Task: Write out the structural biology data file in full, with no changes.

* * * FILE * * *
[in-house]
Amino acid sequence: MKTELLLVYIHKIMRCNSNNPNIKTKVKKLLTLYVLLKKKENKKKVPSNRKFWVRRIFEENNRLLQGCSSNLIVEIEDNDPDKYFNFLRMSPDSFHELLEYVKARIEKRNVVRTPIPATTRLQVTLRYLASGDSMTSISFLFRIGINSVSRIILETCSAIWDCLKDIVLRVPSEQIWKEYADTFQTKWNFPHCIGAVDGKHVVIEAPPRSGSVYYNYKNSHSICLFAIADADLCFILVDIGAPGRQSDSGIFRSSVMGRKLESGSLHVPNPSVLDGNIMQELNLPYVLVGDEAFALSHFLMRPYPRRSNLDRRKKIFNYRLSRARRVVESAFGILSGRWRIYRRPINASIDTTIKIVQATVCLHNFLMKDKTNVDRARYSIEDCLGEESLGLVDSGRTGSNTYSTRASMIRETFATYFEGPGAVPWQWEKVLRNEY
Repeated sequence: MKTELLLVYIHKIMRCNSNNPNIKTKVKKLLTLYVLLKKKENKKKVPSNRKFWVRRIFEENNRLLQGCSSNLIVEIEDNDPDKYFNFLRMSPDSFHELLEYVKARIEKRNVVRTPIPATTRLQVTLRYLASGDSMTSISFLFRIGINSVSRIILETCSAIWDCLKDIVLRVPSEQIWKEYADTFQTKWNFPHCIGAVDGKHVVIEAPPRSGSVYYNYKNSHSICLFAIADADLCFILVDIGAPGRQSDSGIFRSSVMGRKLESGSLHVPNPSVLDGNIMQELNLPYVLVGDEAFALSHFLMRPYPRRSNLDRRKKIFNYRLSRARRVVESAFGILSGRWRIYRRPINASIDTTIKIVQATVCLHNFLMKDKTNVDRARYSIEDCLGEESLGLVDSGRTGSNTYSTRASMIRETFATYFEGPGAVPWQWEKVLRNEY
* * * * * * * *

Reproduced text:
[in-house]
Amino acid sequence: MKTELLLVYIHKIMRCNSNNPNIKTKVKKLLTLYVLLKKKENKKKVPSNRKFWVRRIFEENNRLLQGCSSNLIVEIEDNDPDKYFNFLRMSPDSFHELLEYVKARIEKRNVVRTPIPATTRLQVTLRYLASGDSMTSISFLFRIGINSVSRIILETCSAIWDCLKDIVLRVPSEQIWKEYADTFQTKWNFPHCIGAVDGKHVVIEAPPRSGSVYYNYKNSHSICLFAIADADLCFILVDIGAPGRQSDSGIFRSSVMGRKLESGSLHVPNPSVLDGNIMQELNLPYVLVGDEAFALSHFLMRPYPRRSNLDRRKKIFNYRLSRARRVVESAFGILSGRWRIYRRPINASIDTTIKIVQATVCLHNFLMKDKTNVDRARYSIEDCLGEESLGLVDSGRTGSNTYSTRASMIRETFATYFEGPGAVPWQWEKVLRNEY
Repeated sequence: MKTELLLVYIHKIMRCNSNNPNIKTKVKKLLTLYVLLKKKENKKKVPSNRKFWVRRIFEENNRLLQGCSSNLIVEIEDNDPDKYFNFLRMSPDSFHELLEYVKARIEKRNVVRTPIPATTRLQVTLRYLASGDSMTSISFLFRIGINSVSRIILETCSAIWDCLKDIVLRVPSEQIWKEYADTFQTKWNFPHCIGAVDGKHVVIEAPPRSGSVYYNYKNSHSICLFAIADADLCFILVDIGAPGRQSDSGIFRSSVMGRKLESGSLHVPNPSVLDGNIMQELNLPYVLVGDEAFALSHFLMRPYPRRSNLDRRKKIFNYRLSRARRVVESAFGILSGRWRIYRRPINASIDTTIKIVQATVCLHNFLMKDKTNVDRARYSIEDCLGEESLGLVDSGRTGSNTYSTRASMIRETFATYFEGPGAVPWQWEKVLRNEY